Epidemiological and experimental studies have associated oral and systemic exposures to the herbicide paraquat (PQ) with Parkinson's disease. Despite recognition that airborne particles and solutes can be directly translocated to the brain via olfactory neurons, the potential for inhaled PQ to cause olfactory impairment has not been investigated. This study sought to determine if prolonged low-dose inhalation exposure to PQ would lead to disposition to the brain and olfactory impairment, a prodromal feature of Parkinson's disease. Adult male and female C57BL/6J mice were exposed to PQ aerosols in a whole-body inhalation chamber for 4 h/day, 5 days/week for 4 weeks. Subsets of mice were sacrificed during and after exposure and PQ concentrations in various brain regions (olfactory bulb, striatum, midbrain, and cerebellum) lung, and kidney were quantified via mass spectrometry. Alterations in olfaction were examined using an olfactory discrimination paradigm. PQ inhalation resulted in an appreciable burden in all examined brain regions, with the highest burden observed in the olfactory bulb, consistent with nasal olfactory uptake. PQ was also detected in the lung and kidney, yet PQ levels in all tissues returned to control values within 4 weeks post exposure. PQ inhalation caused persistent male-specific deficits in olfactory discrimination. No effects were observed in females. These data support the importance of route of exposure in determination of safety estimates for neurotoxic pesticides, such as PQ. Accurate estimation of the relationship between exposure and internal dose is critical for risk assessment and public health protection.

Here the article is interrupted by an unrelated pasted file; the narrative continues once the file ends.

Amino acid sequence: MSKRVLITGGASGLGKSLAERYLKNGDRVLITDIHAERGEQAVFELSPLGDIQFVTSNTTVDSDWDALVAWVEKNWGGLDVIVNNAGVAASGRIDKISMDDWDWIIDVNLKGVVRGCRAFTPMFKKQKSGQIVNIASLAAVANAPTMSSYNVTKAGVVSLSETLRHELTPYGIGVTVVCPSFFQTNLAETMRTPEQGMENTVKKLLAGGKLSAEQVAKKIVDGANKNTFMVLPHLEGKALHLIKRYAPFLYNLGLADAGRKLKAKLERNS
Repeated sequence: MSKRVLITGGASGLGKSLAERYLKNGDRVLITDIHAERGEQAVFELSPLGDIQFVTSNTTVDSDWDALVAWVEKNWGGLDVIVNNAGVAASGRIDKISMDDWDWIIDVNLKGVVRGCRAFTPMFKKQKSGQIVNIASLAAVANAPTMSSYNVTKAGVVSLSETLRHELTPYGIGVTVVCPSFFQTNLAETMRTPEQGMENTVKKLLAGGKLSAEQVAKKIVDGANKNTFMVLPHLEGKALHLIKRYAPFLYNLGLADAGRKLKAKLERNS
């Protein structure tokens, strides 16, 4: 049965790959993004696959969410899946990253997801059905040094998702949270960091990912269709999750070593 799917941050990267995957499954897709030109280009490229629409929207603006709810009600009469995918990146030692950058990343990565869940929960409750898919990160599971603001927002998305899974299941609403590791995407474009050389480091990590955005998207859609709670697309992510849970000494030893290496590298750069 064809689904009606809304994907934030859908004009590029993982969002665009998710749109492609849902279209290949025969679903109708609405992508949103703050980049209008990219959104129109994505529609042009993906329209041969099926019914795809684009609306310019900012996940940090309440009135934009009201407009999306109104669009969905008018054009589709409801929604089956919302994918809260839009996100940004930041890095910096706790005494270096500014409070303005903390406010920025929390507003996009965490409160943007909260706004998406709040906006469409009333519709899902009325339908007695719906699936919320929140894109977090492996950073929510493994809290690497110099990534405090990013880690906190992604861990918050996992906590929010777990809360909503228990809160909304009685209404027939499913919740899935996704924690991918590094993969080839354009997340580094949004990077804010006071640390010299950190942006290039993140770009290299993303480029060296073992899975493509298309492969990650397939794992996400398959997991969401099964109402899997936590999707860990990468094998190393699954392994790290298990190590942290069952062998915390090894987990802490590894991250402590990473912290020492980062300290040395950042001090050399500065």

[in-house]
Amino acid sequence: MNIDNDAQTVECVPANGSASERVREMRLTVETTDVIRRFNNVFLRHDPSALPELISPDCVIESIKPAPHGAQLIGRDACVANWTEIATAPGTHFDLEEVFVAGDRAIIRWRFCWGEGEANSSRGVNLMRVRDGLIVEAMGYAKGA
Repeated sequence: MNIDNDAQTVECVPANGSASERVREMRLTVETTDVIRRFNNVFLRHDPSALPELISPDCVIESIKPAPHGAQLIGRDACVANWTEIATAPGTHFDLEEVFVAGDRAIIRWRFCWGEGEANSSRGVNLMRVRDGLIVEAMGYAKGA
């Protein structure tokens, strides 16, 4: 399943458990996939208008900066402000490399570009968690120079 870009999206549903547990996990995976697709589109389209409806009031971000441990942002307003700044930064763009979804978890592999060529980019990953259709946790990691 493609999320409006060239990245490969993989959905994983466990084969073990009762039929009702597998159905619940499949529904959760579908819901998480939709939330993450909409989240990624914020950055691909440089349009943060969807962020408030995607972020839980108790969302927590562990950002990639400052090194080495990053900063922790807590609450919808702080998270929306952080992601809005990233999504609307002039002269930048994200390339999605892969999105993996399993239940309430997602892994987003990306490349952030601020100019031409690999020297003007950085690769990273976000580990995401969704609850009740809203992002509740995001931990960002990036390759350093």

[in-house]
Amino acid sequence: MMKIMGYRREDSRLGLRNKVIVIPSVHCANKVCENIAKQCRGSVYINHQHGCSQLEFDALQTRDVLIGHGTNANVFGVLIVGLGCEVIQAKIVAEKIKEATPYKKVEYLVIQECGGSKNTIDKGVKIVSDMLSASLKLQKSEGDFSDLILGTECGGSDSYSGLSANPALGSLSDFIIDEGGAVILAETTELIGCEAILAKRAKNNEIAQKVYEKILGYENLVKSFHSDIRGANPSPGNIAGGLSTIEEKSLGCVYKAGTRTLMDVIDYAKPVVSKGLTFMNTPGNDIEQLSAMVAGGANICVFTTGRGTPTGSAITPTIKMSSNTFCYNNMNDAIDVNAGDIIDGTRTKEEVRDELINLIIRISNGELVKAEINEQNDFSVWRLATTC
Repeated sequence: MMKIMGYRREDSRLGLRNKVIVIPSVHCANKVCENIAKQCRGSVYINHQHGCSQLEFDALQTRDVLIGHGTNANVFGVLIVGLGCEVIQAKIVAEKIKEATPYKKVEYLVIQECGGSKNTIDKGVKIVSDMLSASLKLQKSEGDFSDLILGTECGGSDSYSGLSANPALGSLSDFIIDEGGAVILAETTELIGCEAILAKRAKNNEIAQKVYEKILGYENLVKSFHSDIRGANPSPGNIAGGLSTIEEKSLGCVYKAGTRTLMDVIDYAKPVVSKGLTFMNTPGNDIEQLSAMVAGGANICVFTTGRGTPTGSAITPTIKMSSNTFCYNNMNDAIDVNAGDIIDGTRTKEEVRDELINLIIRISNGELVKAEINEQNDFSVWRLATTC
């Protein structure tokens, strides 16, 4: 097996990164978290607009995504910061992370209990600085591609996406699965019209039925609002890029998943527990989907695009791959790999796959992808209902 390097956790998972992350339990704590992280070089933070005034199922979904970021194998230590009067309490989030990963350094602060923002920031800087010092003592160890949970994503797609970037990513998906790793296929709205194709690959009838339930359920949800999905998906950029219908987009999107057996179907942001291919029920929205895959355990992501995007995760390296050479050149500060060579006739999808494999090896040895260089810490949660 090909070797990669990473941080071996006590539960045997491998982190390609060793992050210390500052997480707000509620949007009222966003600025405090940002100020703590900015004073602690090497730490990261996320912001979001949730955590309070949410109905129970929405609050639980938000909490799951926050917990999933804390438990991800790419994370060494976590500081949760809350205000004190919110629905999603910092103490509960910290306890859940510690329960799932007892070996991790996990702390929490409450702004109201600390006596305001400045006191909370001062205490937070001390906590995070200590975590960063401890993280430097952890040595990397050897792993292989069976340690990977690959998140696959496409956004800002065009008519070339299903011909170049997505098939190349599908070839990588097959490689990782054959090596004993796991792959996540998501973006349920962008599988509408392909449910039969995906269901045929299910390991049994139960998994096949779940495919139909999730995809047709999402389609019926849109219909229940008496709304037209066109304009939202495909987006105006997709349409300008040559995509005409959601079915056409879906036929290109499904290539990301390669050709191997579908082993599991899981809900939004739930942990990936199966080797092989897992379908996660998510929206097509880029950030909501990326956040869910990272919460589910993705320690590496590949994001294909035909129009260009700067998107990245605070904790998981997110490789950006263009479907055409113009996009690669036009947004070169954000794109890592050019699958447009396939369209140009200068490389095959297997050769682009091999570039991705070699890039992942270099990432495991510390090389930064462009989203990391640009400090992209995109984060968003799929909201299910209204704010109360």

Keywords: Parkinson’s disease; inhalation; olfactory impairment; paraquat.
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